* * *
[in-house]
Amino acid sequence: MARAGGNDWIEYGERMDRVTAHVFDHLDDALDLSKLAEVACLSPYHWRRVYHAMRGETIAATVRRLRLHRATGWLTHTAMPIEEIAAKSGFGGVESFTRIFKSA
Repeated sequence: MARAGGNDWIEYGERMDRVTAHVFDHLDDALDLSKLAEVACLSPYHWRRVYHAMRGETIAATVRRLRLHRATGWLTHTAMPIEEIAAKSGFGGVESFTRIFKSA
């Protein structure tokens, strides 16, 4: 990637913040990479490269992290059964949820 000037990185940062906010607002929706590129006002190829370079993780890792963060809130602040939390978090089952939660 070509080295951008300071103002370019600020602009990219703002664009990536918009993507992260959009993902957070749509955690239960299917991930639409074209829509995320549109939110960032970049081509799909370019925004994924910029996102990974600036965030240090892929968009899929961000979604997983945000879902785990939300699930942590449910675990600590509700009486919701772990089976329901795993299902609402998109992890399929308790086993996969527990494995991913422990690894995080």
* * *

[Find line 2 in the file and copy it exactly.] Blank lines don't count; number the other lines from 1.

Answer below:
Amino acid sequence: MARAGGNDWIEYGERMDRVTAHVFDHLDDALDLSKLAEVACLSPYHWRRVYHAMRGETIAATVRRLRLHRATGWLTHTAMPIEEIAAKSGFGGVESFTRIFKSA